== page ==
The number of people rough sleeping in England has increased by 26% in the last year. It means nearly a quarter of a million households are now experiencing homelessness, whether they’re rough sleeping, sofa surfing or staying in temporary accommodation.
But we can all do something to help. Whether it’s donating, volunteering or contacting a support service at the right time, we can help everyone have a safe place to call home.
How to help in the fight against homelessness
Crisis at Christmas is one worthy cause you can donate to. Each year since 1967, Crisis has opened its doors to provide warmth, companionship and vital services at one of the toughest times of the year.
Their Christmas services work alongside their all-year specialist support, which includes helping people facing homelessness to find their own stable home and access education and training.
Fundraising is a fun and effective way to join the mission to end homelessness.
There’s a whole world of ways to do it, whether you rally your colleagues at work, fundraise for a race or hold an event.
Or go your own way and get creative. You can fundraise any way you like, from organising a bake-off to hosting a film night.
Charities rely on fundraising to raise most of their income, so you’ll make a difference no matter how much you raise.
There’s a local volunteering opportunity for everyone who wants to help fight homelessness. You could organise donations, look after a shop floor, or give direct coaching in education, employment, housing or health.
Crisis at Christmas is always looking for new volunteers. You could greet guests when they walk through the door looking for support, or provide a listening ear and companionship. Whatever your role, you’ll be making a real difference to those experiencing homelessness.
How to help if someone you know is at risk of homelessness
4. Call Shelter
Shelter is the first port of call if you or someone you know is at risk of homelessness.
It offers a range of support, including one-to-one advice, online chat and lots of resources that could help.
5. Get in touch with other support services
People lose their homes for lots of different reasons. Rising pressure from high rents and low pay, or sudden life events like losing a job or family breakdown, can quickly force people into homelessness.
Whatever someone’s going through, there are some free services that can help – including:
How to help if you see someone sleeping rough
6. Contact StreetLink or Simon Community
Let a specialist charity know if you see someone forced to sleep rough on the street.
They’ll send someone out to find them, and will connect them with local services to keep them safe.
When you call, give the person’s location, as well as their estimated age, gender, appearance and any belongings they have with them. It can also help to mention if they look unwell or at risk of harm.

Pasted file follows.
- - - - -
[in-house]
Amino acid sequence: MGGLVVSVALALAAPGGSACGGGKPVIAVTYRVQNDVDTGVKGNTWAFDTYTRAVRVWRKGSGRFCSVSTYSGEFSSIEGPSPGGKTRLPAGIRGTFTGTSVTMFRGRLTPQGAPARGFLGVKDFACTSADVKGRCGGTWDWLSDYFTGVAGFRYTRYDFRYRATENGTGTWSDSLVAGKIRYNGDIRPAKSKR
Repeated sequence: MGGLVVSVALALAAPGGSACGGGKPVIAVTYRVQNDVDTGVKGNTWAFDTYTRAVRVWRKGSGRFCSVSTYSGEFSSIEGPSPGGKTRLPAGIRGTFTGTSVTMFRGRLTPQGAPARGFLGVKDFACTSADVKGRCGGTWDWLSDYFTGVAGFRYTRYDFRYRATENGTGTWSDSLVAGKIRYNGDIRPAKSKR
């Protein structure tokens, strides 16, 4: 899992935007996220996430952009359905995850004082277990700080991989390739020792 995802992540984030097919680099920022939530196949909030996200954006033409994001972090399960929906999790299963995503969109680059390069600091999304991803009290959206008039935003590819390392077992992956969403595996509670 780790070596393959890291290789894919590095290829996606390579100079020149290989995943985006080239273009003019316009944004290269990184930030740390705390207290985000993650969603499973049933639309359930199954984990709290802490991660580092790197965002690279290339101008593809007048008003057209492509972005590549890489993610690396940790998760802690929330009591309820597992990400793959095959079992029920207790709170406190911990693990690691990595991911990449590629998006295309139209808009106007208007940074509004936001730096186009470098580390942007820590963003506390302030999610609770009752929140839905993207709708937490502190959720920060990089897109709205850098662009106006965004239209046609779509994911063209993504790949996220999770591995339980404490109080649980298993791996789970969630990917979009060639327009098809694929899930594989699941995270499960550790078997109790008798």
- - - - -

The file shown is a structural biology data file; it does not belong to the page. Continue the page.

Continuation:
7. Stop for a chat
Rough sleeping is both dangerous and isolating, and it often leads to mental and physical health problems.
If you feel comfortable, stop for a chat or say hello to someone who is forced to beg or rough sleep. It might be the only contact they have that day.
Give money or food
When it comes to giving someone change or food, make the decision that feels right for you.
And always consider if it’s the best way to support them. It might be that sharing information or suggesting a service is a better option.
Some people buy gift vouchers from shops to give to people who are having to sleep rough.
If you want to buy them a cup of tea or something to eat, ask them what they’d like first to make sure it’s right for them.
Most importantly, don’t let stereotypes influence your judgement of an individual.
Giving information can be an excellent way to support someone who is experiencing homelessness.
But bear in mind that some people might find it hard to take in detailed information. Or they might be wary of support services because of past experiences, which can result in frustration or distress.
So before you go ahead, ask if they’d find information useful and make sure you’re both comfortable and safe.
If they’re happy to chat, you could recommend they approach their local authority’s housing team.
Councils have an obligation to advise and assist people who are homeless or about to become homeless. Find your local council.
Another option is calling or visiting their local Crisis Skylight centre, if there’s one nearby.
You can find more local homelessness services – and sometimes make a direct referral – on databases like:
Or you can search for a night shelter on The Pavement.
Find out more from Crisis
Want to make a donation, volunteer or get involved with fundraising? Head to Crisis, the national charity for homeless people.
You can also read our joint report on housing benefit and the rising cost of renting in England. It sets out why we’re calling for urgent investment in housing benefit during the cost of living crisis.